Last Update: 11:35
The May 22 Eurogroup transcripts leaked to Euro2day.gr news site indicate that the International Monetary Fund is not convinced of the Greek debt sustainability and the conclusion of the bailout program review is still in the air.
The website presents the transcripts of a rather stormy meeting between euro zone finance ministers, European institutions and IMF chief of the European department, Poul Thomsen.
According to the leaked transcripts, Thomsen appeared to deny all possible solutions on the debt sustainability issue, yet he agreed to the disbursement of the next loan tranche to Greece.
At the same time, German Finance Minister Wolfgang Schaeuble did not back down on the IMF demands and insisted on the May 2016 agreement on the bailout program.
Finally, Greece, following a telephone conversation of Finance Minister Euclid Tsakalotos with Prime Minister Alexis Tsipras, decided to veto the second draft and so the meeting ended.
The Eurogroup transcripts
According to the transcripts as presented by Euro2day.gr, Thomsen said that he cannot tell the IMF Board of Directors that conditions have been met for the participation of the Fund in the Greek program. He agreed that Greece has made progress in taking measures and implementing reforms, but the Fund has not agreed on primary surpluses or growth forecasts and needs more specific measures on how the Greek debt will be dealt with.
Tsakalotos said that Greece accepted the IMF terms from the beginning of the program and now the ball is the Fund’s court. The Greek finance minister stressed that international markets expect to see Greece entering the European Central Bank quantitative easing (QE) program and has turned a page. If the decision is postponed again, it will send a negative message to the markets.
“I think that if we publish this proposal as it is, Greek spreads will go up and the Greek economy will suffer. I had very difficult negotiations with the IMF, with a veto from Germany and the Netherlands, so I was in a weak position. We accepted the terms of the IMF, so we have a program with the IMF. The ball is at your court,” Tsakalotos said.
Schaeuble surprised everyone because he began reading the May 2016 decision and justified his position by saying that what was being discussed in the Eurogroup was basically a new decision for which he is not entitled to negotiate without the mandate of the German Parliament.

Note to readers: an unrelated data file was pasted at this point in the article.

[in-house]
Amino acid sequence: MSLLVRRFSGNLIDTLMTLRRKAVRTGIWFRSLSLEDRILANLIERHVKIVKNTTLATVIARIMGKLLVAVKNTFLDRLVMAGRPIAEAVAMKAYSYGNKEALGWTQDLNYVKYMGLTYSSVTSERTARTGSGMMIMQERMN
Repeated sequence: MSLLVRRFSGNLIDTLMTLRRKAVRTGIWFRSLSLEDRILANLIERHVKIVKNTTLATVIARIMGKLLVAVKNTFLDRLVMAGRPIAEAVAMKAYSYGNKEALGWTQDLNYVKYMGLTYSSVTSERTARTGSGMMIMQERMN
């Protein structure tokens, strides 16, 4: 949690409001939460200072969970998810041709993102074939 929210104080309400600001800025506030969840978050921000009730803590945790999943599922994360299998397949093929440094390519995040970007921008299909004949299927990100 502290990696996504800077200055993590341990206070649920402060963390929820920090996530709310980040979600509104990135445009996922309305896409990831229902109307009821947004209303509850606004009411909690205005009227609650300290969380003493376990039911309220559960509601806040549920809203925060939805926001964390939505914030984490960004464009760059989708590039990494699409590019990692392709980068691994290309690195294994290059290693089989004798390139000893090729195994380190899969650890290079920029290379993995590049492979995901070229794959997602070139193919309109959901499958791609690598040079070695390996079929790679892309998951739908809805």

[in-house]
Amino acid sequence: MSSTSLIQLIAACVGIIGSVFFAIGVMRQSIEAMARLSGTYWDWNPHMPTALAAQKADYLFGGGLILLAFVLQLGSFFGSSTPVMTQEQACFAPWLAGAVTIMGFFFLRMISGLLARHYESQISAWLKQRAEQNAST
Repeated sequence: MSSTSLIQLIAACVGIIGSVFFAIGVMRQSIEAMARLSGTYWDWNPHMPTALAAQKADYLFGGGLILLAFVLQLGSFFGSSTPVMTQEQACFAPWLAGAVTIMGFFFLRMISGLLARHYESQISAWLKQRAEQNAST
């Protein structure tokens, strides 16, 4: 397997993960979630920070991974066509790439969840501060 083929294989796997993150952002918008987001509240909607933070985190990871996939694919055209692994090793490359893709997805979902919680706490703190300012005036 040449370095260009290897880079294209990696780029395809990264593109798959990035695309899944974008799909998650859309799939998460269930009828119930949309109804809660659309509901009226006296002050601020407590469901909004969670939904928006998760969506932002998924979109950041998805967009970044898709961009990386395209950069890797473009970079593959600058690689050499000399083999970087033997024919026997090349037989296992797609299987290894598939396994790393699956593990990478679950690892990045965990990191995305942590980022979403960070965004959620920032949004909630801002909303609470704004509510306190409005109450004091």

“I can not negotiate a new mandate, so our base must be this (May 2016). We have not vetoed the IMF, neither we nor the Netherlands. Let me remind you that we have already approved two programs from the Fund,” Schaeuble said.
At that point, Thomsen said he does not want to endorse the viability of the debt, and Schaeuble repeated that nothing can be done beyond the 2016 decision, at which point the discussion heated up.
“It is not acceptable that one compromise (2016) leads to another compromise (the new draft). I am not authorized. If this is the way, then good luck! We will not find a solution,” Schaeuble said.
Eurogroup President Jeroen Dijsselbloem said that the clarity wanted by all parties has not been reached. “We could make progress, but not have the full deal today, which we never promised,” he said.
The meeting was interrupted for four hours and then resumed:
At that point, the Eurogroup president said that Greece disagrees with the draft agreement. Taking the floor, Tsakalotos said: “I am disappointed. We have made huge efforts as part of a narrative and that narrative is now on the timetable… So let’s take some more time. You have my personal commitment that the work to complete the prior actions will continue… If I signed off on this now there would be a major political crisis in Greece, and if that is going to happen, I need to take time to think about it.”
After Tsakalotos’ statement, Dijsselbloem said that Greece can go back to work towards a disbursement of the next loan tranche in the summer and everyone will try to conclude on the next Eurogroup.
After that, Schaeuble stated that: “Let’s have no illusion. This is a major failure… I am not very optimistic that things will improve… I am really disappointed because some of us moved beyond our mandate to reach a solution, and now we failed. I’m sorry.”
The Eurogroup president concluded the meeting saying: “I share your disappointment and need to work to close the gap in the coming weeks. By creating options or tempering expectations.”